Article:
5. The thing came on the tube about a year ago. I thought, ‘Cooper and Neal. Cool.’ So I listened to maybe fifteen minutes of the crap before I turned it off.

  6. I dunno. I labored through the entirety of “Atlas Shrugged” (the book) and considered it a complete waste of time when finished. I didn’t make it very far into Fountainhead before my boredom and annoyance got the better of me. Perhaps watching the movie from a “Reefer Madness” perspective would make it bearable, if not enjoyable, but the comments of others who have seen it don’t provide me with much hope.

      1. Yeah, I read ’em in the wrong order. Shrugged was getting all the hype and I was curious, so I picked that one up first. Unimpressed with that, I was told to check out Fountainhead, but I found it couldn’t hold my interest. I wasn’t about to wade through that much crap all over again for another disappointing ending, like I had with Shrugged.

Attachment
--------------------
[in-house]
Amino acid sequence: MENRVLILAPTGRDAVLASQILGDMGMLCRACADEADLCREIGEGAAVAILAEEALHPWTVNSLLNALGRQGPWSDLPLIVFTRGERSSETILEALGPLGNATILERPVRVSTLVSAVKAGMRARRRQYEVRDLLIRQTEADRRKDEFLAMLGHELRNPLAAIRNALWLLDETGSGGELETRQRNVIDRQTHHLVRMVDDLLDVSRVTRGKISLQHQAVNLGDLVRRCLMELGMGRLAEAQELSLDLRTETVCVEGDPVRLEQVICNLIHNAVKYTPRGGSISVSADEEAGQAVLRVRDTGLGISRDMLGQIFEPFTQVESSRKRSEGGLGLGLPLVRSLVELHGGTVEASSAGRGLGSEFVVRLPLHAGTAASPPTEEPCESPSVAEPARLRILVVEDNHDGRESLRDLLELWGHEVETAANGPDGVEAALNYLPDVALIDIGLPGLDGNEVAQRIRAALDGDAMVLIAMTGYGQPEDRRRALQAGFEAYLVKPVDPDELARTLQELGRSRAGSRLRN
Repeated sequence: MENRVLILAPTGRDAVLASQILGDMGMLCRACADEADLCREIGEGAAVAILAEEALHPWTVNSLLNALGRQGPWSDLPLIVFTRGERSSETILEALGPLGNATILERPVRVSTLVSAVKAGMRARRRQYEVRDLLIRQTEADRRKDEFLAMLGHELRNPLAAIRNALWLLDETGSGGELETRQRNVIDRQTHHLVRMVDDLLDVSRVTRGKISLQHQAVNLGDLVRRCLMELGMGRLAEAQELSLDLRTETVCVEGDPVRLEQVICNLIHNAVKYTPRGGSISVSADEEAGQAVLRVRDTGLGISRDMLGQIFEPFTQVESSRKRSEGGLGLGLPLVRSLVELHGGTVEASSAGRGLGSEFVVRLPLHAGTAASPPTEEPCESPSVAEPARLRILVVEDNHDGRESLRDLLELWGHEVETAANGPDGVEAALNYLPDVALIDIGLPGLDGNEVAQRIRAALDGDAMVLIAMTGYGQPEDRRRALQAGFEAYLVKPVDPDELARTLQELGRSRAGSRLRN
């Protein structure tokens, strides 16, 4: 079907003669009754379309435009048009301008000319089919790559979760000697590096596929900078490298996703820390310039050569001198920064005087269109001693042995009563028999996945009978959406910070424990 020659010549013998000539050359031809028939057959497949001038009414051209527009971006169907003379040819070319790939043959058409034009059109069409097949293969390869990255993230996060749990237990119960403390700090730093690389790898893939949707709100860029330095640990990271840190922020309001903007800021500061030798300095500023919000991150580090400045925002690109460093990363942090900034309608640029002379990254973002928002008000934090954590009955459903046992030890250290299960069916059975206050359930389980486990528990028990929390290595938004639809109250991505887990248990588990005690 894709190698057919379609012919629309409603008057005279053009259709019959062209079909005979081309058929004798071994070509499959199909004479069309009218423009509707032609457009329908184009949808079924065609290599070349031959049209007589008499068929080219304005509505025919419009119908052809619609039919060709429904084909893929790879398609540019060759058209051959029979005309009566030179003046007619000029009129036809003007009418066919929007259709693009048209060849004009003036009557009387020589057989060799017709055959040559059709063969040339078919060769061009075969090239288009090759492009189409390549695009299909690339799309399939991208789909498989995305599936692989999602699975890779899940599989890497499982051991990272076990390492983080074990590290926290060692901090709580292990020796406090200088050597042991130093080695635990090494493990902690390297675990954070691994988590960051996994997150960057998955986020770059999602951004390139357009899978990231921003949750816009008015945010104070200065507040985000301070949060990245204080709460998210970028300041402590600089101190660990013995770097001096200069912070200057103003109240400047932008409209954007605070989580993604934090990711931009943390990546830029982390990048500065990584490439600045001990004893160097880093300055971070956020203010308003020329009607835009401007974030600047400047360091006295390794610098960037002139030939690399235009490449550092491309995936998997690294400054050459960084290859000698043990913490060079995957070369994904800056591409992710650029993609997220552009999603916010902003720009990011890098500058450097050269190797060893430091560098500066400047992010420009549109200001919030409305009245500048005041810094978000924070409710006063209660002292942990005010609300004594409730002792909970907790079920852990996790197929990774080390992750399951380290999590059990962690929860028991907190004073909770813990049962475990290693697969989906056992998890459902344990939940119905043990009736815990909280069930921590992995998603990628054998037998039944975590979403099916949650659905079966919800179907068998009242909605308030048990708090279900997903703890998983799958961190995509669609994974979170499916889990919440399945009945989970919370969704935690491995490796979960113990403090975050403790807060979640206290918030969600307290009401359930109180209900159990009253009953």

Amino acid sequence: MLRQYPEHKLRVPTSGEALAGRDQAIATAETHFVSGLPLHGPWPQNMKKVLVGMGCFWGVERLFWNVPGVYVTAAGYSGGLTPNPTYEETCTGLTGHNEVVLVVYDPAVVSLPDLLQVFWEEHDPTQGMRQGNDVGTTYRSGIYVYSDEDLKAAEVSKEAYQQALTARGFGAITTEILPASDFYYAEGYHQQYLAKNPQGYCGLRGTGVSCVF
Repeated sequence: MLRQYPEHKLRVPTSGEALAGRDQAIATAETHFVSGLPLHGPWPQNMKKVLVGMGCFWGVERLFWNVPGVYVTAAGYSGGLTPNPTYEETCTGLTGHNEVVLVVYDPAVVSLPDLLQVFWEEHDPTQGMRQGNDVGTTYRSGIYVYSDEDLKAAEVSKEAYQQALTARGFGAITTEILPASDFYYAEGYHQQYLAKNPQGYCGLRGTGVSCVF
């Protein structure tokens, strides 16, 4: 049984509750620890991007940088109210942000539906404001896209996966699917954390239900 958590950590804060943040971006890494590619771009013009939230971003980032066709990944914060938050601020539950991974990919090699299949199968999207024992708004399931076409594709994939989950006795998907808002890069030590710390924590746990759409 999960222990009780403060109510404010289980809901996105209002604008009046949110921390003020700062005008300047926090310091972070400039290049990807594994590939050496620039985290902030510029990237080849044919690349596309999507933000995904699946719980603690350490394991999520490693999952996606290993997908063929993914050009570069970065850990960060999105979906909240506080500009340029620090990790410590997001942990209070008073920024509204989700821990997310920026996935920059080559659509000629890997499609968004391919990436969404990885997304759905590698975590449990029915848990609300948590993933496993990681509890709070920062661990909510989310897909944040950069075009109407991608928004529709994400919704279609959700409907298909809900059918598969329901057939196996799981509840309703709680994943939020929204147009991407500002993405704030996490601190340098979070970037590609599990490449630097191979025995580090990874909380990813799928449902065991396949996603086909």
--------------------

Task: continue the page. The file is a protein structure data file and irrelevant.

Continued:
1. Perhaps watching the movie from a “Reefer Madness” perspective…

      If you do that you will feel like Woody Allen sitting on a parkbench making comments, not about passing strollers, but about the passing platitudes that come out of Coop’s mouth. You’ll bust a gut. Especially if you have a witty friend or two sitting alongside.